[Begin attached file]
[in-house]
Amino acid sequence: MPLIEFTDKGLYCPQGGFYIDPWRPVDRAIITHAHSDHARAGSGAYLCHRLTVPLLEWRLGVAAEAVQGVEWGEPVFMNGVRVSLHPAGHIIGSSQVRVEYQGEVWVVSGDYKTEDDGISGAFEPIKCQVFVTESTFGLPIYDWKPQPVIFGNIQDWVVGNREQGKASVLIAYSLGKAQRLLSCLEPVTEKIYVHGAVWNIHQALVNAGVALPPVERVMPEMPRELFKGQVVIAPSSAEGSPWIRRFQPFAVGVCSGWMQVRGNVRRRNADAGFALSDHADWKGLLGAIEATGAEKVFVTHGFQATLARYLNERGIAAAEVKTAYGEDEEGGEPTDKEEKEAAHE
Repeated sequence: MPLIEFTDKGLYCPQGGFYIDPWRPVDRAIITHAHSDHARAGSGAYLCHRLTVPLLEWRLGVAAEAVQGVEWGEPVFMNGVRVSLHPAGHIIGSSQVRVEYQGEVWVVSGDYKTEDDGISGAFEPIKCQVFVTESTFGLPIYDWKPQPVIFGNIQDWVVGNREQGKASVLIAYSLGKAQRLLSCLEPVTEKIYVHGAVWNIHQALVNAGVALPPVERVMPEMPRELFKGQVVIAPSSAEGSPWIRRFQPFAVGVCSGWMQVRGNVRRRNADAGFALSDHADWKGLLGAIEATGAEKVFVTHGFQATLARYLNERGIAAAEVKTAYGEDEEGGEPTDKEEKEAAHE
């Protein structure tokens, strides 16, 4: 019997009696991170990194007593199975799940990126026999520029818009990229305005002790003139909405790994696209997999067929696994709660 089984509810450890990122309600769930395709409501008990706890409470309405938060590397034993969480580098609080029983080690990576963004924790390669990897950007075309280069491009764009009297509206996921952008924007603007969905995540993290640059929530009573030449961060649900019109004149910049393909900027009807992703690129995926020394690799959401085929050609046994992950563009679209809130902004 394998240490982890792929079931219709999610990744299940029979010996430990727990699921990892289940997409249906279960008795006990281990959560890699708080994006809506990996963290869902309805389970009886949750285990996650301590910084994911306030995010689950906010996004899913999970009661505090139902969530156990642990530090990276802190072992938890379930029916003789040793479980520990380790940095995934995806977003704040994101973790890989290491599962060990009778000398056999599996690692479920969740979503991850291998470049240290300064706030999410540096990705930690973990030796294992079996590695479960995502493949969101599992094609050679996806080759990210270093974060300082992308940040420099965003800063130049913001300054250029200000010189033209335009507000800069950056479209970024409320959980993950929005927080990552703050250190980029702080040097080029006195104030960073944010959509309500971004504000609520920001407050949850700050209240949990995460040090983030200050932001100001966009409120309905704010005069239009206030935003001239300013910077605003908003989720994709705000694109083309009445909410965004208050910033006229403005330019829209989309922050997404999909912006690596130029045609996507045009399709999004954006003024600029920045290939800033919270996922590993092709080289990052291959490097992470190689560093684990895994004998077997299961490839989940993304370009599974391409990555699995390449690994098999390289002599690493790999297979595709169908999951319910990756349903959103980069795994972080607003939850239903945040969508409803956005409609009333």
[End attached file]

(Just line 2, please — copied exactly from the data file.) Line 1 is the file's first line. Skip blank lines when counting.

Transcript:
Amino acid sequence: MPLIEFTDKGLYCPQGGFYIDPWRPVDRAIITHAHSDHARAGSGAYLCHRLTVPLLEWRLGVAAEAVQGVEWGEPVFMNGVRVSLHPAGHIIGSSQVRVEYQGEVWVVSGDYKTEDDGISGAFEPIKCQVFVTESTFGLPIYDWKPQPVIFGNIQDWVVGNREQGKASVLIAYSLGKAQRLLSCLEPVTEKIYVHGAVWNIHQALVNAGVALPPVERVMPEMPRELFKGQVVIAPSSAEGSPWIRRFQPFAVGVCSGWMQVRGNVRRRNADAGFALSDHADWKGLLGAIEATGAEKVFVTHGFQATLARYLNERGIAAAEVKTAYGEDEEGGEPTDKEEKEAAHE